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Roxana Rivera, the head of 32BJ Service Employees International Union District 615, had an exceptionally busy fall. In one six-week period, she negotiated three new contracts raising janitors’ wages to between $20 and $25 an hour, bringing the number of local custodians who won pay raises this year to 15,000. In all, District 615 represents 18,000 janitors, security guards, and trade workers in Massachusetts, Rhode Island, and New Hampshire, and the union is working to organize hundreds more contractors at Logan Airport. Rivera spoke to the Globe’s Katie Johnston about her 21-year career with SEIU, during which she has organized hunger strikes and a 150-mile, 10-day pilgrimage to call attention to the plight of janitorial workers.
1. The janitors who clean downtown office buildings and classrooms at Tufts, Harvard, and MIT are among the highest-paid custodians in the country, thanks to the work of the union that became 32BJ. Momentum started building in 2002, when members of what Rivera refers to as an “invisible workforce” — people making, on average, $9 an hour — went on strike for 30 days. Since then, contract by contract, the workers have been getting higher pay and more protections. But it always starts with a fight to be recognized, and believed, Rivera said.
“First, employers will just ignore workers, and then they’re like, ‘Well, you’re lying.’ Then slowly we build the workers’ stories and it builds credibility enough for us to be taken seriously, and then we’re able to win.”
2. Rivera was born and raised in what is now Silicon Valley, the daughter of immigrants from El Salvador. Her father, a machinist, and her mother, a waitress, didn’t have union benefits such as health care — they paid all their medical bills out of pocket. Eventually.
“I remember when my brother got appendicitis, [my father] had to go to his boss and ask him for money to pay for the operation. My mother, because of the secondhand smoking at restaurants, she basically got bronchitis and pneumonia. . . . She was in the ICU, and my parents paid that bill over a number of years after. I think it took them 10 years to pay that bill.”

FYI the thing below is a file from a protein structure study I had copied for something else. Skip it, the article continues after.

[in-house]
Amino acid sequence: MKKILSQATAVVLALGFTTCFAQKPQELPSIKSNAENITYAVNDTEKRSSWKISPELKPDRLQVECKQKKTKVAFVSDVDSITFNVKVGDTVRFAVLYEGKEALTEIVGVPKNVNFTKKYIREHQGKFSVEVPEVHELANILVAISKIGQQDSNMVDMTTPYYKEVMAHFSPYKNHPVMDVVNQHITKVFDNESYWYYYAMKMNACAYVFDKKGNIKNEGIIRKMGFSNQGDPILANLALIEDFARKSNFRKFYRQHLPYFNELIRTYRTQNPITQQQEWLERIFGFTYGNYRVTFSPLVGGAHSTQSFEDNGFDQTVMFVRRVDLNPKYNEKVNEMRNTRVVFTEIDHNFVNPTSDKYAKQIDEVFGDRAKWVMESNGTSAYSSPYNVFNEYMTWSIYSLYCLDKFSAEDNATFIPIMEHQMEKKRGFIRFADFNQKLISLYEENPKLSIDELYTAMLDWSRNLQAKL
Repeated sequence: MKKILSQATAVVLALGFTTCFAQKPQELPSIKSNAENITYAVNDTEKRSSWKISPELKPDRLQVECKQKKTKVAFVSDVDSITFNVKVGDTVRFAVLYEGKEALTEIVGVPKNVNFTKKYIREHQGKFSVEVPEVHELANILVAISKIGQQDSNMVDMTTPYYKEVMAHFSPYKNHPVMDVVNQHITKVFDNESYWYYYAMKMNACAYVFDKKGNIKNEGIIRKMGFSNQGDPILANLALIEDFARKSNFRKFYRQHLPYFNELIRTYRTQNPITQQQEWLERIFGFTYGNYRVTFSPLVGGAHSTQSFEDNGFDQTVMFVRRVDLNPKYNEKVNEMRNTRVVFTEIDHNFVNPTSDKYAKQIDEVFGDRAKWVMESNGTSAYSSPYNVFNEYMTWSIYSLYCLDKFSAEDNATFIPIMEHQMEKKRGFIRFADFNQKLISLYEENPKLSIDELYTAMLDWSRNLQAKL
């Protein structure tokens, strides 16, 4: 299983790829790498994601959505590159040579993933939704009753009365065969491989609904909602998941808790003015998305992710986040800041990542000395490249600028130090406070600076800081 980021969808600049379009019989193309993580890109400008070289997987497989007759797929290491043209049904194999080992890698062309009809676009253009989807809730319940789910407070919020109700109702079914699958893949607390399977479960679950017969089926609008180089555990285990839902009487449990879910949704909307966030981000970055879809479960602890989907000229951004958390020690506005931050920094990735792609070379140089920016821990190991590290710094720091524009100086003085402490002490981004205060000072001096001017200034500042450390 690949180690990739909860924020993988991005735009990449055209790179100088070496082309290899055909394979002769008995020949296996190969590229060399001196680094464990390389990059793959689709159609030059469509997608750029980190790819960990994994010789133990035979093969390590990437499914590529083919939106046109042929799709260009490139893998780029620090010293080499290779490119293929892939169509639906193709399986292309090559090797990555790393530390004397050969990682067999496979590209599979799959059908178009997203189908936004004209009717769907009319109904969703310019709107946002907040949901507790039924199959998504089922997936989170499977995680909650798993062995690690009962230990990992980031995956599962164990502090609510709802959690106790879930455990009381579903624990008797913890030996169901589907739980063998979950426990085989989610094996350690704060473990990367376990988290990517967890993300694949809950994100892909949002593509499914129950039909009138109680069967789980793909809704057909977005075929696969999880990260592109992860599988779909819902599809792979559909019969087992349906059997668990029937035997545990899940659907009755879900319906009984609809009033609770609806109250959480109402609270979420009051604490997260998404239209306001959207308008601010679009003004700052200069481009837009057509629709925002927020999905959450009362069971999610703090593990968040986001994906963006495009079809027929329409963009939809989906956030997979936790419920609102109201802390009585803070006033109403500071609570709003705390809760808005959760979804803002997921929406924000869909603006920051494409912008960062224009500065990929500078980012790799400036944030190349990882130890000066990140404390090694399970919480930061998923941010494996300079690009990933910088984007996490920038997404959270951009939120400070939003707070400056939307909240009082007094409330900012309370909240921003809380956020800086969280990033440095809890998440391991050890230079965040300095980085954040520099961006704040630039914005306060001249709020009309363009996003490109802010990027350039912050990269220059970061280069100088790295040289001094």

3. Rivera dropped out of San Jose State University in 1994 a semester before graduating to join a campaign against Proposition 187, which aimed to make undocumented workers ineligible for public benefits. Around the same time, a group of Spanish-speaking parents at a school where Rivera tutored asked for her help to stop police from rounding up day laborers. Rivera went with the parents to city hall in Mountain View to talk to officials about the issue and was shocked by the mayor’s response.
“She just said on the mike, ‘I’ve never seen so many brown faces in all my life.’ Those were moments that kind of changed me . . . realizing that I was going to have to fight for the type of community I wanted to be living in.”
4. Rivera worked with a lot of community groups in the run-up to a major Los Angeles janitors strike in 2000 and found herself pleading with religious leaders to support the many low-wage Latino workers in their parishes.
“I remember going to priests and saying, ‘You have to do more than baptisms and first communions. Their employer turns their back on them; you can’t have the church turning their back on them, too.’ ”
5. With Donald Trump’s administration poised to take over in January, Rivera says she is gearing up to fight even harder for workers’ rights. Trump’s labor secretary pick, Andrew Puzder, has voiced opposition to raising the minimum wage and expanding overtime pay, and labor leaders fear Trump will appoint National Labor Relations Board members who could make it harder for workers to organize.
“We’re going to have to do the things that we have been doing but on a bigger scale. Our first conversations with workers may have to be about striking from the jump-start because we’re not going to have any other way to continue to improve the lives of working people.”